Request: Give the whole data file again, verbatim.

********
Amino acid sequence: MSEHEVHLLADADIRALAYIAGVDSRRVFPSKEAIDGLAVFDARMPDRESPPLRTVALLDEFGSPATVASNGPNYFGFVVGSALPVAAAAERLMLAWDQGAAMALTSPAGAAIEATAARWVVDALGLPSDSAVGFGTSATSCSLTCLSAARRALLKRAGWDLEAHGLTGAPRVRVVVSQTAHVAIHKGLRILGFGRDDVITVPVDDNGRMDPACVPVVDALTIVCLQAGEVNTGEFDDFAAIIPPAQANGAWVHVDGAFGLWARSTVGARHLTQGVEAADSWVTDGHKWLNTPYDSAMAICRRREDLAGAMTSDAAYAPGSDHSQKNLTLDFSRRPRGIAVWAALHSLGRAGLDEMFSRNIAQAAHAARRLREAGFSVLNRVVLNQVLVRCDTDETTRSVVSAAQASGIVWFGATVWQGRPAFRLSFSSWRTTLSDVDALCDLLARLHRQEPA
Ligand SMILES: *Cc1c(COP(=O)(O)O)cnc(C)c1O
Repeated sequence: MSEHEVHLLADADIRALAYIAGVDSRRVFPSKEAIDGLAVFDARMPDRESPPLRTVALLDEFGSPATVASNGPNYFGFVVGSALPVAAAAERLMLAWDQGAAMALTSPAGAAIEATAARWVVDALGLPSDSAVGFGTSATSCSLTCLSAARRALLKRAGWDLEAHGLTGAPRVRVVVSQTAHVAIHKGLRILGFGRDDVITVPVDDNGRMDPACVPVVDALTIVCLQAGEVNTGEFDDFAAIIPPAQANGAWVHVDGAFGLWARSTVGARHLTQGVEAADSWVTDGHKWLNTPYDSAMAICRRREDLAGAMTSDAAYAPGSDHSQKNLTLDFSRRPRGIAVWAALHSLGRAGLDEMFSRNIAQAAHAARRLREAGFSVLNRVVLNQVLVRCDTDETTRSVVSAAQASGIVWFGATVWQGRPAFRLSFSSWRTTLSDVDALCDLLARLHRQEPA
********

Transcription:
Amino acid sequence: MSEHEVHLLADADIRALAYIAGVDSRRVFPSKEAIDGLAVFDARMPDRESPPLRTVALLDEFGSPATVASNGPNYFGFVVGSALPVAAAAERLMLAWDQGAAMALTSPAGAAIEATAARWVVDALGLPSDSAVGFGTSATSCSLTCLSAARRALLKRAGWDLEAHGLTGAPRVRVVVSQTAHVAIHKGLRILGFGRDDVITVPVDDNGRMDPACVPVVDALTIVCLQAGEVNTGEFDDFAAIIPPAQANGAWVHVDGAFGLWARSTVGARHLTQGVEAADSWVTDGHKWLNTPYDSAMAICRRREDLAGAMTSDAAYAPGSDHSQKNLTLDFSRRPRGIAVWAALHSLGRAGLDEMFSRNIAQAAHAARRLREAGFSVLNRVVLNQVLVRCDTDETTRSVVSAAQASGIVWFGATVWQGRPAFRLSFSSWRTTLSDVDALCDLLARLHRQEPA
Ligand SMILES: *Cc1c(COP(=O)(O)O)cnc(C)c1O
Repeated sequence: MSEHEVHLLADADIRALAYIAGVDSRRVFPSKEAIDGLAVFDARMPDRESPPLRTVALLDEFGSPATVASNGPNYFGFVVGSALPVAAAAERLMLAWDQGAAMALTSPAGAAIEATAARWVVDALGLPSDSAVGFGTSATSCSLTCLSAARRALLKRAGWDLEAHGLTGAPRVRVVVSQTAHVAIHKGLRILGFGRDDVITVPVDDNGRMDPACVPVVDALTIVCLQAGEVNTGEFDDFAAIIPPAQANGAWVHVDGAFGLWARSTVGARHLTQGVEAADSWVTDGHKWLNTPYDSAMAICRRREDLAGAMTSDAAYAPGSDHSQKNLTLDFSRRPRGIAVWAALHSLGRAGLDEMFSRNIAQAAHAARRLREAGFSVLNRVVLNQVLVRCDTDETTRSVVSAAQASGIVWFGATVWQGRPAFRLSFSSWRTTLSDVDALCDLLARLHRQEPA